Amar Bakshi caused a stir in his parents' suburban D.C. neighborhood back in 2014 when he had an empty 20-foot-by-8-foot shipping container delivered to their backyard. Rumors swirled that Bakshi was residing in the container, and his parents were confronted with complaints about the eyesore. One neighbor took particular exception to the container's presence, calling first the police and later an FBI tip hotline, reporting the container as a possible threat to homeland security.
"I had painted it to read 'Portal to Tehran,' and I guess it looked suspicious," Bakshi says, good-humoredly. "A very friendly FBI agent called, and when I explained what it was, he was really excited and wanted to take part in it when it launched. I don't know if he ever came by, but he was a nice guy."
For the record, Bakshi, SAIS '13 (MA), never lived in the shipping container, and it most certainly wasn't a security threat. Rather, the container was the first iteration of Portals, an art installation that has since grown into an international network of structures outfitted with audiovisual technology for life-size video calls between strangers. More than 150,000 people have had one-on-one conversations through Portals since the project launched, including former U.S. Secretary of State John Kerry, philanthropist Melinda Gates, Google co-founder Sergey Brin, and former President Barack Obama.
The idea for the project came to Bakshi while he was in law school, reminiscing about the spontaneous conversations he'd had while working as a reporter. Technology, he noticed, afforded him an unprecedented level of interconnectedness, and yet, he says, he rarely struck up conversations with people around him anymore. Bakshi, founder and creative director of arts and technology collective Shared Studios, launched the project with his longtime friend Michelle Moghtader, whom he met while working for Fareed Zakaria at CNN.
Debuting in an art gallery on the Lower East Side of Manhattan in February 2015, the first Portals exhibition was an immediate success, with more than 500 curious New Yorkers striking up conversations with strangers in an identical Portal set up by Moghtader in Tehran.
"People would spend hours inside—they'd come out crying or giddy, just really emotional," Bakshi says. "They'd come out with all these ideas, too: I want to bring my grandmother, I want to bring my high school class, I want to do an art collaboration. It's a really rich and diverse community that's attracted to these Portals."
Moghtader, who had been on assignment in the Middle East for Reuters, says there were few direct channels between the U.S. and Iran at that time. "I am Iranian-American, so it felt very personal to me to bring together people who are close to me to speak directly."
The Portals accomplish complex technical tasks while masquerading as something simple. Painted in a luxurious shade of dark gold—to evoke that which is sacred, Bakshi says—the containers' walls, floors, and ceilings are fully carpeted to absorb noise and create the illusion of spatial continuity. Using Shared Studios software, the containers "call" one another, recording participants using a series of microphones and a discreetly placed camera that's specially calibrated to capture a full room without optical distortion. The life-size video screens and identical spaces cause the screen separating participants to seemingly dematerialize. "The darkness helps bring out the person you're talking to," Bakshi says. "These are all intentional choices that help you forget you're on camera."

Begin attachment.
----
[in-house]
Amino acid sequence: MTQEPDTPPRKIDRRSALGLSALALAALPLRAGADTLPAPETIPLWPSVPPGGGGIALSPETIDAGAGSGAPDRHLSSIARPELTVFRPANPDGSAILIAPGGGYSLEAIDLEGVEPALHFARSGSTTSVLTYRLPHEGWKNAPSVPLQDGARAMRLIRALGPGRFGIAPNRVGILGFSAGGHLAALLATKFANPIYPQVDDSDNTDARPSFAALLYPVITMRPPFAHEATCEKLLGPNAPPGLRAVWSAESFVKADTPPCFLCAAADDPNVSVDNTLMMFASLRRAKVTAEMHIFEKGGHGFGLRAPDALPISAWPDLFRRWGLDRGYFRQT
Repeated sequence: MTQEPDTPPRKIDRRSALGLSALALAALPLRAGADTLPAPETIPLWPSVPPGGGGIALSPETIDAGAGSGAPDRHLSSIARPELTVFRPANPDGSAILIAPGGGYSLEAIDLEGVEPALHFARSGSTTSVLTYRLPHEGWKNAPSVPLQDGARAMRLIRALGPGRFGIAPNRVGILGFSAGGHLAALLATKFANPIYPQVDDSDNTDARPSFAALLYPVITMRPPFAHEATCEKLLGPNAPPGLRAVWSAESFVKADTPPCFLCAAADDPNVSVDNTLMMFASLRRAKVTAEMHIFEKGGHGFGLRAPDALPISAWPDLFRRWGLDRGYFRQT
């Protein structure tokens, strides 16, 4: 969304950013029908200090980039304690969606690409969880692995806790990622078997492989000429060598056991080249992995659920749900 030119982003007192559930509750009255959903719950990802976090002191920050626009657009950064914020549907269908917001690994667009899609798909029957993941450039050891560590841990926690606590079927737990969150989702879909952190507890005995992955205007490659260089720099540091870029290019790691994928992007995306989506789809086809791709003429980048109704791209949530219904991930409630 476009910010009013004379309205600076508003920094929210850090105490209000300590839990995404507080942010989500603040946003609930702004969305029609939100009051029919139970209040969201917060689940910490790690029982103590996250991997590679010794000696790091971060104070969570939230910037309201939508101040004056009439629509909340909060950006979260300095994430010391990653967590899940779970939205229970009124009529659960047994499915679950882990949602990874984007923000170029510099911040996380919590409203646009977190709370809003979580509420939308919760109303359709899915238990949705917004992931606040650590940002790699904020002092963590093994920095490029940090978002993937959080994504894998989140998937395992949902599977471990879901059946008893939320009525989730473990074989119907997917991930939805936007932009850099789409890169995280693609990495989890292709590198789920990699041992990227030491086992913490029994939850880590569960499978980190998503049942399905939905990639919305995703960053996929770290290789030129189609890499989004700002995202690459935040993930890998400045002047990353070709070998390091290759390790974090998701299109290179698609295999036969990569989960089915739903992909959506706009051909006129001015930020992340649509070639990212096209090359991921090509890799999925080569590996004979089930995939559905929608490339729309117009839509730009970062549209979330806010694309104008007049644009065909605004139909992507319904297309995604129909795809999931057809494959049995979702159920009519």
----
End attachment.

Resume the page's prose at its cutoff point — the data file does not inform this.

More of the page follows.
Portals currently operate in 40 locations around the world, including Iraq, Germany, Myanmar, Mexico, Jordan, Afghanistan, and the U.S., with new locations opening every month. Funding is provided on a project-by-project basis from organizations including the U.S. State Department, the United Nations, UNICEF, and the Aspen Ideas Festival. In addition to the shipping containers, there are indoor Portals that can be assembled from modular building pieces, as well as inflatable structures that can be compacted to fit into a suitcase. Free-standing, 8-foot-tall video screens, which include the custom camera and audio equipment, offer a more impromptu interaction between passersby that can be set up within an hour.
"Getting to know people from another place complicates any simplistic vision of the world," Bakshi says. "It gives you a human connection to a place that is more than just a concept or an idea or a fear."
These days, the Portals are built on-site at the host locations, but Bakshi says his parents' backyard is always available for tune-ups. When a Portal does make an appearance, the neighbors now stop by to pay it a visit. Well, all but one. From that neighbor, the one who called the FBI, "we never heard a peep again," Bakshi says.